DNA for More API Mashups
I started writing this post thinking I’d find some other Environmental/Green-related API’s to mash up with CARMA’s data. At the moment, though, I couldn’t find many data sources that make available a comparable data set as openly as the CARMA API does. It’s disappointing, as this represents a barrier to creating really interesting applications. The bar is much higher in terms of resources needed for finding, scraping, and transforming data locked into HTML tables or proprietary spreadsheet files. Still, more and more organizations are beginning to realize that making their data available – in ways others can begin using immediately – can generate a much bigger impact than keeping it to themselves. There are some interesting possibilities for CARMA mashups out there today, and I’ve documented them below. If you know of any that I’ve missed, we’d love to hear about them in the comments.
Data – Carbon Footprint
AMME, the Avoid Mass Extinctions Engine, provides a common standard for calculating carbon footprint. Data are available via an API. These calculations are tied to a profile, which could be an individual, an organization, or another entity. It’s another REST API and returns data in HTML, XML, or JSON. Access to the API requires credentials, and the idea is to provide data about the carbon footprint of nearly any product, such as an appliance, or activity, like an airplane trip. It’d be interesting to see how average domestic electrical use correlates with power plant emissions. A mashup might use AMEE to get representative home’s electricity usage for a country and compare that to the CO2 output and Intensity from CARMA.
Data – Environmental Protection Agency
The United Stated Environmental Protection Agency provides an envirofacts database, which could be really compelling if displayed next to CARMA data, particularly mapped power plants, for a US zip code, city, or county. The EPA maps show points where pollutions was discharged to water, Superfund sites, hazardous waste, and more. You can see a sample map for the latest Geospatial Data files. The zip file contains a single 169 MB file. That’s better than nothing, but you will have to parse the file and transform it into data you can query by state, zip code, etc. FindPollution makes use of EPA data for displaying pollution by US Zip code. Planet Hazard also maps EPA’s National Emission Inventory of hazardous air pollutants. But neither of them republish the data.
Data – CAIT
Protected behind a login and password, the World Resources Institute has a Climate Analysis Indicators Tool. You can get some data, but as posted in their Forum, “We have actually purposely set up CAIT to not allow users to download large amounts of data at a time (e.g., by sector, or year). This is due to our data-sharing agreement with the International Energy Agency, one of CAIT’s principal sources for CO2 data.” A quick look at the IAE’s data page shows that getting data from them is not so easy or available for free. Still, if you are willing to register and parse the CSV files , you could do some interesting analyses. For example, one could calculate and compare what fraction of a country’s total CO2 emission come from its power sector. Similarly, one could compare CAIT’s calculations of Intensity (in gCO2/kWh) per country to CARMA’s intensity data for Power Plants.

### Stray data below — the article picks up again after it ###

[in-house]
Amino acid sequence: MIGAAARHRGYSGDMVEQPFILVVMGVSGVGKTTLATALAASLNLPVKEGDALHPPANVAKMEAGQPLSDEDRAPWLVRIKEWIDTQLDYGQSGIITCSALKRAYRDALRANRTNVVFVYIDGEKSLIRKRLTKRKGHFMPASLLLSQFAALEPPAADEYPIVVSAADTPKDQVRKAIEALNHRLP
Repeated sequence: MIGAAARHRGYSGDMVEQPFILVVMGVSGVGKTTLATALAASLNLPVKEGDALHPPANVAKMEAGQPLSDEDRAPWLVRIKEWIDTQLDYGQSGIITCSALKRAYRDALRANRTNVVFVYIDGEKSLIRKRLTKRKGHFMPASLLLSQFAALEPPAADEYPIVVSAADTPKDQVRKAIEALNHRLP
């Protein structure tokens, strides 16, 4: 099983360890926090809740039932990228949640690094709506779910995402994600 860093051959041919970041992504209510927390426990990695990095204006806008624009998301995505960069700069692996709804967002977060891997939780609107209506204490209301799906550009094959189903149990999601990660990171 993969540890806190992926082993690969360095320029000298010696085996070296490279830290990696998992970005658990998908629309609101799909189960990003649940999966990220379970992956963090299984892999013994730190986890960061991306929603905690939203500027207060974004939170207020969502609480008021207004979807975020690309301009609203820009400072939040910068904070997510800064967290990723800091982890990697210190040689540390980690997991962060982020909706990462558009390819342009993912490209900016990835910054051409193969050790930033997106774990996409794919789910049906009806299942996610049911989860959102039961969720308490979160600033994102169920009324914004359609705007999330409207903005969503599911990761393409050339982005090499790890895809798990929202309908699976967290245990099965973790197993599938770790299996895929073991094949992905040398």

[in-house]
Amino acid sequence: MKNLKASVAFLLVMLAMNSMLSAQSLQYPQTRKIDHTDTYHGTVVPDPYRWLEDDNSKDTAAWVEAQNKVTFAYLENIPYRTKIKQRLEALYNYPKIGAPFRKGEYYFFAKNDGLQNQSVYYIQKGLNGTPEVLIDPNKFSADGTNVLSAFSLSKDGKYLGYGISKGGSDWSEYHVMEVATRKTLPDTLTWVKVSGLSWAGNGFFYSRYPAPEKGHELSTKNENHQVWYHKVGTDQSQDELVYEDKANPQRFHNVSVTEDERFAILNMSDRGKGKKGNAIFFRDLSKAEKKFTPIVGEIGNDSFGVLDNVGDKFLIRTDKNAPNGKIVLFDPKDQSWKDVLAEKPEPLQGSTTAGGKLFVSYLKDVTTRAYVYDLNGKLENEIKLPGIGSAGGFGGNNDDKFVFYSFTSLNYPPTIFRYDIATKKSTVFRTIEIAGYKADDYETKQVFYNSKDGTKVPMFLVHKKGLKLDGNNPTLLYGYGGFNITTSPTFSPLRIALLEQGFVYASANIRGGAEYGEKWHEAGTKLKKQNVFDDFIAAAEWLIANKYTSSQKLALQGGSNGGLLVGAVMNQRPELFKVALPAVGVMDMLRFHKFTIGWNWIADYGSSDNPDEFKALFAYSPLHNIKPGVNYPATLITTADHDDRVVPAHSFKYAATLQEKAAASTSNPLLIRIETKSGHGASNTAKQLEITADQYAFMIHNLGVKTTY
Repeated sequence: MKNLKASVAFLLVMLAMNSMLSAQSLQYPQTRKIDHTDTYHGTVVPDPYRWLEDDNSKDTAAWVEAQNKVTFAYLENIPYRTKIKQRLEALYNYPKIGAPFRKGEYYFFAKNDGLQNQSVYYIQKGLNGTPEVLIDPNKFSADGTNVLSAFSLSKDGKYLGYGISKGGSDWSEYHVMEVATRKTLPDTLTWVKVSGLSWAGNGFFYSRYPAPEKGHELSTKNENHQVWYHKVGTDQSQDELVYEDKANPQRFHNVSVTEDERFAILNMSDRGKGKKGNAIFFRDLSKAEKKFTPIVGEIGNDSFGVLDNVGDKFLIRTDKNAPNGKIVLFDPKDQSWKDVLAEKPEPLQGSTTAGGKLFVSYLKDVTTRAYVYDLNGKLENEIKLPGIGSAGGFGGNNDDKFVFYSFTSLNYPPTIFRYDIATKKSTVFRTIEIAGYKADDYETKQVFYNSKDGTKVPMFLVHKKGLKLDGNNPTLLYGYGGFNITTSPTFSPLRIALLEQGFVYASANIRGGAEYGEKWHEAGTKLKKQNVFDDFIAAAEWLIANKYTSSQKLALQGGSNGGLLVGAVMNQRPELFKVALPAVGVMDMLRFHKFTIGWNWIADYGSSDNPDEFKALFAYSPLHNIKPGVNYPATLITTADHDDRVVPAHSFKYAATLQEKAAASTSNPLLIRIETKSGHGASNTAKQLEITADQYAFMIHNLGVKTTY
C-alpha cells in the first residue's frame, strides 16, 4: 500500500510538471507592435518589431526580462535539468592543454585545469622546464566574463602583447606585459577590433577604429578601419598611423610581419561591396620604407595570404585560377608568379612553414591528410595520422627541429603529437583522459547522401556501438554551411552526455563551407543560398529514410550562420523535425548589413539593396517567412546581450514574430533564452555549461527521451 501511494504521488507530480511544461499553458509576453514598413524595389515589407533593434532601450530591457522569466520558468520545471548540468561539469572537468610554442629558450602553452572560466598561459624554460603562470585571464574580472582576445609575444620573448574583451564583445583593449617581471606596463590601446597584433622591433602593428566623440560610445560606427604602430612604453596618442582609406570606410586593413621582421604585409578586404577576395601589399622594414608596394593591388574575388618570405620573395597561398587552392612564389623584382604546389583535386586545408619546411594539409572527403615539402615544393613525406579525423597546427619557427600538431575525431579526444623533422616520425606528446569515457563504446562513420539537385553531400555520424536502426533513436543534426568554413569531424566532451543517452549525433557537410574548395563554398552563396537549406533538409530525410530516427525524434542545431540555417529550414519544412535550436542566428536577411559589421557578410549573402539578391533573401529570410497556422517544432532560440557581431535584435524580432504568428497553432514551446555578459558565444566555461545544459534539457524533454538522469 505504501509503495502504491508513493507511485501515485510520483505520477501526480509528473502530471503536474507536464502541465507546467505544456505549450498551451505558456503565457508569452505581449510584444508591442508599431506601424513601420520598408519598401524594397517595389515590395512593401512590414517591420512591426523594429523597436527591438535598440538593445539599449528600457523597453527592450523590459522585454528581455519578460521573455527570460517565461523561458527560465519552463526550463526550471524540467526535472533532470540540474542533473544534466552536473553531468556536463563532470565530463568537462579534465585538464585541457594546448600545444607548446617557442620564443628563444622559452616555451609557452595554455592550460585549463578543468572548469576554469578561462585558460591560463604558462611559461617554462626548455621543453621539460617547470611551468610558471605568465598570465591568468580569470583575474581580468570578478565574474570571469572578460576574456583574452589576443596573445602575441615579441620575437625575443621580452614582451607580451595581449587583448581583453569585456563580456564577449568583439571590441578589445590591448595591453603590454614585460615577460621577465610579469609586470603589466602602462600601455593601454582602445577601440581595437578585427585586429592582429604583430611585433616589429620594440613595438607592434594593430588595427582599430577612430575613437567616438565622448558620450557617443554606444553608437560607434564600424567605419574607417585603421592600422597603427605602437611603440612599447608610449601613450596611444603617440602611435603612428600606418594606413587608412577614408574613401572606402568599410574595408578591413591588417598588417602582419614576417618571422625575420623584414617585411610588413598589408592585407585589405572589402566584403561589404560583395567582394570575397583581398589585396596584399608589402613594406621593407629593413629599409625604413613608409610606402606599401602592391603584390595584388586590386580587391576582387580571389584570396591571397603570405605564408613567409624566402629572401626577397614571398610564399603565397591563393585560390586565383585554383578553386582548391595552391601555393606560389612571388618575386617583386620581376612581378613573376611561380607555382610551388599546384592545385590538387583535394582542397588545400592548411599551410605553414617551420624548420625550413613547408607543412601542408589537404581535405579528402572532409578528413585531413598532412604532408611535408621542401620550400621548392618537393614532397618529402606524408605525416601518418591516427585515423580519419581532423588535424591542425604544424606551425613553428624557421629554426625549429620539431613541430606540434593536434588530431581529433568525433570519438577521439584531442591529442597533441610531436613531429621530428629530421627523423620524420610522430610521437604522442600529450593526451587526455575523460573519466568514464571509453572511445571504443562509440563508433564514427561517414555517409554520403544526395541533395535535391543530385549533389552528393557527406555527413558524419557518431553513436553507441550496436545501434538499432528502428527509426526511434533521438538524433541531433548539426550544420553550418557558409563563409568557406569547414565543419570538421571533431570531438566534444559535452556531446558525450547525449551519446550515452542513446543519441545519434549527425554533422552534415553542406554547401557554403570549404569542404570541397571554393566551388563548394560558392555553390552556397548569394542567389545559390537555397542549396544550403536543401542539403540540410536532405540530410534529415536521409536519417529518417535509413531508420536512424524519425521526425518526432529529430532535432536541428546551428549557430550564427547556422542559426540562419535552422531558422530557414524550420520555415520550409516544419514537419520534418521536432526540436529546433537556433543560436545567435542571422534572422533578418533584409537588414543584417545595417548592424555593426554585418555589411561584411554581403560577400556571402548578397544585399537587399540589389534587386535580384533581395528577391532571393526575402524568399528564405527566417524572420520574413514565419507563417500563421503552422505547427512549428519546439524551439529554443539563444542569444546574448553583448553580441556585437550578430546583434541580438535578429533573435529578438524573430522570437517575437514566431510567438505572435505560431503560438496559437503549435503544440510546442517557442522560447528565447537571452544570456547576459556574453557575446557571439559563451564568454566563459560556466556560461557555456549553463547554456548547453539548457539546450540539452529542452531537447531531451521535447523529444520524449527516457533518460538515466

Tools – DIY Map
DIY Map is a very easy to use flash mapping application that reads data from a specially crafted XML file. It can present data as points on a map or by filling a country or state with different colors. CARMA data could be presented by coloring countries based on their CO2 emissions. Users could then click around various regions and countries to explore the data further. Transforming CARMA data to display on a world map wouldn’t be very difficult, the only challenge is in matching Country data to the FIPS country codes DIY Map uses to identify countries.
Tools – XML/SWF Charts
Another way to present data is through traditional graphs and charts, and there are many solutions available for building graphs from data. One free option is XML/SWF Charts, which takes an XML data file describing a chart and its data to draw and animate slick flash charts. Besides the usual regional/country/state comparisons, one could plot the CO2 emission, electricity generated, and intensity for a set of plants. Such a chart could provide another perspective for comparing the environmental impact of a group of plants.